Red in Tooth and Claw


Snow White-A Smile and a Song

It is really too bad that nature is not like this scene from Walt Disney’s Snow White. BTW Snow White remains my favorite Disney Princess because when I was a kid in the 1970s, she was the only brunette. I didn’t really care about her “happily ever after” with the prince who appeared at the end of the movie. I loved the thought of her living in the forest in harmony with all of the animals.

Then I grew up. Unfortunately, a lot of people did not.

I follow two related Twitter accounts: A woman farmer in Ireland, and an account for one of her cats. She posts pictures and short videos every day of her sheep, her farm, her cats, her spinning room. Usually they’re a diversion from the ugly reality in the U.S. Sometimes sad things happen, like a premature lamb dying. Sometimes upsetting things happen, like one of the farm cats getting into a tangle with a strange tom and having to have his ear glued back together (which I found fascinating as it healed up so much more quickly than stitches.)

A few days ago, she posted a picture of herself rescuing a wren nestling before one of the cats got ahold of it. All’s well that ends well, right?

Not on Twitter. She was verbally attacked by multiple anti-cat people who refused to understand that this is a farm cat, not a city cat, cats are needed on farms to control the rodent population, domestic cats aren’t evil. I blame the Audubon Society for spreading lies about outside cats and associating with people who advocate killing them for this sort of nonsense.

Life is not a Disney movie.

I’ve seen a blue jay kill a house sparrow. By the time I got outside with the broom to chase away the jay, the little bird was hopelessly injured. Another year, a bunch of grackles killed a family of house sparrows, parents and nestlings. Territoriality. Animal instinct. I didn’t kill the blue jay or the grackles. And anyone who thinks no cat should be allowed to roam or that cats are an “invasive species” (in Europe!) and spews that nonsense is going to get it thrown right back in their face by me.

The Audubon Society needs a good housecleaning, starting at the top. They are no longer pro-bird. They are anti-cat, and they are validating the absolutely false views of people who just hate cats. One person kept saying the cats “poison” wildlife.

I’ve never seen a cat putting out poisoned bird food, have you? This insane rhetoric has gone way too far. And not enough people are standing up to it, so if you love cats and understand that “nature is red in tooth and claw,” could you confront people spreading anti-cat lies? Could you confront online bullies in general when you see them? Those of us countering the lies and confronting the bullies could use some help. I don’t want to see good people who make the Internet better driven off social media because some blithering idiot can’t understand why domestic cats are so valuable.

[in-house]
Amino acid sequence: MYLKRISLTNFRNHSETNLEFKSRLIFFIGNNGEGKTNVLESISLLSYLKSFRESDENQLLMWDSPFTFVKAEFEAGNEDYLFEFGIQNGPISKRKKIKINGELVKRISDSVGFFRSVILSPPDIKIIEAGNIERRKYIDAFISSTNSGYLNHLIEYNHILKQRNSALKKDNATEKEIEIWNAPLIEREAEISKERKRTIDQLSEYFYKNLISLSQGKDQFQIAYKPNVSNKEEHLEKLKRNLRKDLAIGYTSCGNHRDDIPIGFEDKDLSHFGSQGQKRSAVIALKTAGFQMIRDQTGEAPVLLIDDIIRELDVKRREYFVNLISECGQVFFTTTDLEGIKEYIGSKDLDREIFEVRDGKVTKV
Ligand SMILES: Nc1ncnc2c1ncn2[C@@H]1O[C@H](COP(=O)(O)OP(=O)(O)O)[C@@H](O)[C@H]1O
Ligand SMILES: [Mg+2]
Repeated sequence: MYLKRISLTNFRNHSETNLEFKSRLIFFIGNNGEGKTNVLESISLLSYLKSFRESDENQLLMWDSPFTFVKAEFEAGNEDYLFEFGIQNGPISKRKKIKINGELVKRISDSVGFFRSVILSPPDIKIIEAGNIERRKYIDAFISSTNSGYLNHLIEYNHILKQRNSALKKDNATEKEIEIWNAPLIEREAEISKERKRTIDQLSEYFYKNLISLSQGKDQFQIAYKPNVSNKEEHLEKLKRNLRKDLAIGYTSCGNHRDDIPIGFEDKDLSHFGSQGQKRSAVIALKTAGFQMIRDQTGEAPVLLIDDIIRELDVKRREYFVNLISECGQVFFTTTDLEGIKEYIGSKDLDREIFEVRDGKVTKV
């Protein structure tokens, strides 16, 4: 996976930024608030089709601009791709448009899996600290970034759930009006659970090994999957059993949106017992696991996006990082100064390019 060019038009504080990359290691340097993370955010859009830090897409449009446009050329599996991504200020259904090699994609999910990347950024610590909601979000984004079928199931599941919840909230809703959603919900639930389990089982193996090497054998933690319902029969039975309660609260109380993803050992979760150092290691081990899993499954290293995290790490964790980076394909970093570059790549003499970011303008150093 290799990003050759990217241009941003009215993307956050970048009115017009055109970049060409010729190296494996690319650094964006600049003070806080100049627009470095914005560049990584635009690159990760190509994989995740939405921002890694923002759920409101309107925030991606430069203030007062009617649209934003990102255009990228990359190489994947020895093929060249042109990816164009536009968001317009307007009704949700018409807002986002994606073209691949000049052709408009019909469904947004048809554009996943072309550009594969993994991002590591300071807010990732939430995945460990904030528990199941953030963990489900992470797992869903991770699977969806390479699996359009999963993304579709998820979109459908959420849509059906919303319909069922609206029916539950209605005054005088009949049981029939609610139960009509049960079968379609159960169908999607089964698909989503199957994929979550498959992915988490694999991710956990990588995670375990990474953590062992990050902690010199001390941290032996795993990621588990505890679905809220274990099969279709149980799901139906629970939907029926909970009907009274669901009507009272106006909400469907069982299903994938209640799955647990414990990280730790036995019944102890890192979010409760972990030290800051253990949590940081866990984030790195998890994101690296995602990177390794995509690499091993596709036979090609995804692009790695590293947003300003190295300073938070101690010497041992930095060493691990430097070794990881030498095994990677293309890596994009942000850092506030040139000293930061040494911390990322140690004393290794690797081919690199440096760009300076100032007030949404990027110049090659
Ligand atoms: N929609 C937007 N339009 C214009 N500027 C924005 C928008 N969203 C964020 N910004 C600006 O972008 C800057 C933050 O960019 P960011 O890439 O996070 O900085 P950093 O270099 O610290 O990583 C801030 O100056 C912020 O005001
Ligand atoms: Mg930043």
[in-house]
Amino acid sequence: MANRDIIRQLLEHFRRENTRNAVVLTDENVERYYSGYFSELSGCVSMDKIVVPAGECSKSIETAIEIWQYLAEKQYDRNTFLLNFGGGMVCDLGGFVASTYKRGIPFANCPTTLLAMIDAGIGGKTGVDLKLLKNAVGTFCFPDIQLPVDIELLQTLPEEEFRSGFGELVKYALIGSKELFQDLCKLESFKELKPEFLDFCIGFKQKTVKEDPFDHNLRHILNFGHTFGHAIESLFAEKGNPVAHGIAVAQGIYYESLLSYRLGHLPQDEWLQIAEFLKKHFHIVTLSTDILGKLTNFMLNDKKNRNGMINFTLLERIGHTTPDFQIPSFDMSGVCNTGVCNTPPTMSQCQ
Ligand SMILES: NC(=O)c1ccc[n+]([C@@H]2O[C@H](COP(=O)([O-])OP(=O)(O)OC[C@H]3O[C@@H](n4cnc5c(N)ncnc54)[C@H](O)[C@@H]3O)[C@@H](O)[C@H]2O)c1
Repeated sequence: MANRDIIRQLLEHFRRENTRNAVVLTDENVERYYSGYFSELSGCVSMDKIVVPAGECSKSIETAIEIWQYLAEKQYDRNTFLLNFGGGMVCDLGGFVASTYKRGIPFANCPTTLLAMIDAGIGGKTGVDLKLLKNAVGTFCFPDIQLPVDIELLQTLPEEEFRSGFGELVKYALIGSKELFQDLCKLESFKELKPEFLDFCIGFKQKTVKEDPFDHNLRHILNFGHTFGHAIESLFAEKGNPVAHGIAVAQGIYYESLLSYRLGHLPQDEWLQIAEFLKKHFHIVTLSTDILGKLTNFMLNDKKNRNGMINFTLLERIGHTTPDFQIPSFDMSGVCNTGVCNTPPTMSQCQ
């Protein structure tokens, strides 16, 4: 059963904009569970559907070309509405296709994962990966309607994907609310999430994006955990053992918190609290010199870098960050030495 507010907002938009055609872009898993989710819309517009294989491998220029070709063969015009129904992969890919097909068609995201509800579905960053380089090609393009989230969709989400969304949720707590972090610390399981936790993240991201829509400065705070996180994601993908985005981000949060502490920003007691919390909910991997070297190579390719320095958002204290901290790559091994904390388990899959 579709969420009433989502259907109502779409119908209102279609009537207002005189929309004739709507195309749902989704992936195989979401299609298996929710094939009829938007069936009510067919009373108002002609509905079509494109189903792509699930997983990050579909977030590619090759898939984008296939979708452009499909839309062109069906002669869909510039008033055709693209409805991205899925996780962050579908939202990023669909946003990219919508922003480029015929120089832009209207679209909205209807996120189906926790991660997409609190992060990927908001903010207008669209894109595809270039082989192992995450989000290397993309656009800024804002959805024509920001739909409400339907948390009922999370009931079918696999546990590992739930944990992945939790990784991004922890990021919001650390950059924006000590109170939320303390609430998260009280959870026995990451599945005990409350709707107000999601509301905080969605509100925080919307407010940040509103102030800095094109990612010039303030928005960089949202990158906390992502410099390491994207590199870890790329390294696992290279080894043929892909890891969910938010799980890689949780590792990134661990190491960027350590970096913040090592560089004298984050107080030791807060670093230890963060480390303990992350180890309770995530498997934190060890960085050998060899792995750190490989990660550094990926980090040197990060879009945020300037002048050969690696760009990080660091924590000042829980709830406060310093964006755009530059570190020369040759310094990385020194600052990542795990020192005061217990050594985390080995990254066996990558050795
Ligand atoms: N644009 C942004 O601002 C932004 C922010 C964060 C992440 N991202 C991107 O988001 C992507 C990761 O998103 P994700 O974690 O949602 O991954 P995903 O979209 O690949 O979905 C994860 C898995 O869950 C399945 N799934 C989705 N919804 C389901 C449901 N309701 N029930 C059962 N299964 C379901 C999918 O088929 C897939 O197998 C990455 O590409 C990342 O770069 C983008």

If you are one of those blithering idiots: enjoy your bubonic plague.


The First Anti-Cat Hysteric of Spring


I haven’t seen a robin yet this year, but I’ve seen daffodils, violets, and I’ve read the ugly words of one of the anti-cat cult.

“…bird-murdering cat…” I got that far and stopped reading. That’s dumb. That’s wrong. That’s a lie. That’s hysterical language designed to bring out the people who hate cats so much they will shoot them in traps or put out poisoned food. It’s language designed to appeal to dangerously deranged people. Do I have to keep pointing out over and over and over that killing animals is one of the points of the triad of sociopathy? Do I have to keep saying that not only is killing a cat for being a cat wrong, it’s a sign that the person who does it is quite possibly dangerous to people too?

I guess I do, if people are going to persist in sharing this bullshit.

There is no such thing as a bird-murdering cat.

I repeat, THERE IS NO SUCH THING AS A BIRD-MURDERING CAT. There is also no such thing as a worm-murdering robin. There are simply animals being animals. Neither one plots and plans to harm its prey. They act on instinct like every other wild animal. Humans who kill cats or dogs may have fabricated justifications, but really, anyone who kills a cat for killing a bird (even a beautiful songbird) has a fucking problem and should be stopped.

Like it or not, feral cats are becoming American wildlife. A feral cat is one that was born in the wild and is unused to human contact. A stray cat is one that slipped out of its home and got lost, or was abandoned or left behind by a “person.” Cats are frequently abandoned or “put out” by people who rent apartments and a) aren’t supposed to have pets/have too many pets or b) choose to move into a new place that doesn’t allow pets. These are human failings. Cats shouldn’t be punished for them.

Feral cat colonies are often monitored by people (like me) who feed starving cats. Why are the cats starving if they’re murdering and eating all those precious songbirds? ISN’T THAT A MYSTERY? The truth is that a feral cat’s diet consists primarily of voles, other small mammals (chipmunks) and frogs. Yes, frogs. If feral cats were “murdering” the silly astronomical numbers of songbirds claimed by the Audubon Society, there would be no birds at your feeder–or mine.